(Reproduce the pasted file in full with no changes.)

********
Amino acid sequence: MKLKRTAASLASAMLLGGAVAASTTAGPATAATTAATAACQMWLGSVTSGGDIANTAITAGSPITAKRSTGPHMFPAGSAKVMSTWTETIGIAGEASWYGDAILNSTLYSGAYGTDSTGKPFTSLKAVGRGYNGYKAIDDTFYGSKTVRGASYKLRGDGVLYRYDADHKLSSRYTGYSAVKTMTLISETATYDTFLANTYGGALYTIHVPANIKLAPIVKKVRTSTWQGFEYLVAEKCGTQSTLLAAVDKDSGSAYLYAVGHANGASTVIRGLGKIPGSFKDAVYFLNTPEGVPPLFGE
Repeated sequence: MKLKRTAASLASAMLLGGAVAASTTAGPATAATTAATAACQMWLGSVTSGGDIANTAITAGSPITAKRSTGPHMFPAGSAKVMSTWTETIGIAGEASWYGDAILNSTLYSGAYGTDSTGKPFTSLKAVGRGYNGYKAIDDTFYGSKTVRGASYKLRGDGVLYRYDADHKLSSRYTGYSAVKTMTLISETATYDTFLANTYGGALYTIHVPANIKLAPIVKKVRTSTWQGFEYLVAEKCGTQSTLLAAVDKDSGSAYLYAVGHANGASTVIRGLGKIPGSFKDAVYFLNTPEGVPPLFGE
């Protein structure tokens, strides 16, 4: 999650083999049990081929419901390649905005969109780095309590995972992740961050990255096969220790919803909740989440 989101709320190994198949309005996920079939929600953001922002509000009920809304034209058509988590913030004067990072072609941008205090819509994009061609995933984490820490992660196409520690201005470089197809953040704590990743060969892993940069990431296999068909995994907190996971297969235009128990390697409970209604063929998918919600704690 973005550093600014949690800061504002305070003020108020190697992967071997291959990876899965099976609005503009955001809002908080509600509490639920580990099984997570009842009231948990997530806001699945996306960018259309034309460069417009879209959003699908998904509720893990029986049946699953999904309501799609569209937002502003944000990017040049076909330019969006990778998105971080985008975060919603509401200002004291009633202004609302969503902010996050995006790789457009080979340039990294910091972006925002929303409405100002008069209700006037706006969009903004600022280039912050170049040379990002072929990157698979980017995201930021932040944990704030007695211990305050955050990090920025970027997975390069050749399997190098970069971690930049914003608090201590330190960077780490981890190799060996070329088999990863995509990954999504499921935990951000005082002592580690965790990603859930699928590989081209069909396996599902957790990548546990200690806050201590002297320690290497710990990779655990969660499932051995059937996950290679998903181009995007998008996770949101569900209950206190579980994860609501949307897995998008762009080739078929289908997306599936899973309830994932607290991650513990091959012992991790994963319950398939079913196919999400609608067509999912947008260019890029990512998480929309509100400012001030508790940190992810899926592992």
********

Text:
Amino acid sequence: MKLKRTAASLASAMLLGGAVAASTTAGPATAATTAATAACQMWLGSVTSGGDIANTAITAGSPITAKRSTGPHMFPAGSAKVMSTWTETIGIAGEASWYGDAILNSTLYSGAYGTDSTGKPFTSLKAVGRGYNGYKAIDDTFYGSKTVRGASYKLRGDGVLYRYDADHKLSSRYTGYSAVKTMTLISETATYDTFLANTYGGALYTIHVPANIKLAPIVKKVRTSTWQGFEYLVAEKCGTQSTLLAAVDKDSGSAYLYAVGHANGASTVIRGLGKIPGSFKDAVYFLNTPEGVPPLFGE
Repeated sequence: MKLKRTAASLASAMLLGGAVAASTTAGPATAATTAATAACQMWLGSVTSGGDIANTAITAGSPITAKRSTGPHMFPAGSAKVMSTWTETIGIAGEASWYGDAILNSTLYSGAYGTDSTGKPFTSLKAVGRGYNGYKAIDDTFYGSKTVRGASYKLRGDGVLYRYDADHKLSSRYTGYSAVKTMTLISETATYDTFLANTYGGALYTIHVPANIKLAPIVKKVRTSTWQGFEYLVAEKCGTQSTLLAAVDKDSGSAYLYAVGHANGASTVIRGLGKIPGSFKDAVYFLNTPEGVPPLFGE
């Protein structure tokens, strides 16, 4: 999650083999049990081929419901390649905005969109780095309590995972992740961050990255096969220790919803909740989440 989101709320190994198949309005996920079939929600953001922002509000009920809304034209058509988590913030004067990072072609941008205090819509994009061609995933984490820490992660196409520690201005470089197809953040704590990743060969892993940069990431296999068909995994907190996971297969235009128990390697409970209604063929998918919600704690 973005550093600014949690800061504002305070003020108020190697992967071997291959990876899965099976609005503009955001809002908080509600509490639920580990099984997570009842009231948990997530806001699945996306960018259309034309460069417009879209959003699908998904509720893990029986049946699953999904309501799609569209937002502003944000990017040049076909330019969006990778998105971080985008975060919603509401200002004291009633202004609302969503902010996050995006790789457009080979340039990294910091972006925002929303409405100002008069209700006037706006969009903004600022280039912050170049040379990002072929990157698979980017995201930021932040944990704030007695211990305050955050990090920025970027997975390069050749399997190098970069971690930049914003608090201590330190960077780490981890190799060996070329088999990863995509990954999504499921935990951000005082002592580690965790990603859930699928590989081209069909396996599902957790990548546990200690806050201590002297320690290497710990990779655990969660499932051995059937996950290679998903181009995007998008996770949101569900209950206190579980994860609501949307897995998008762009080739078929289908997306599936899973309830994932607290991650513990091959012992991790994963319950398939079913196919999400609608067509999912947008260019890029990512998480929309509100400012001030508790940190992810899926592992």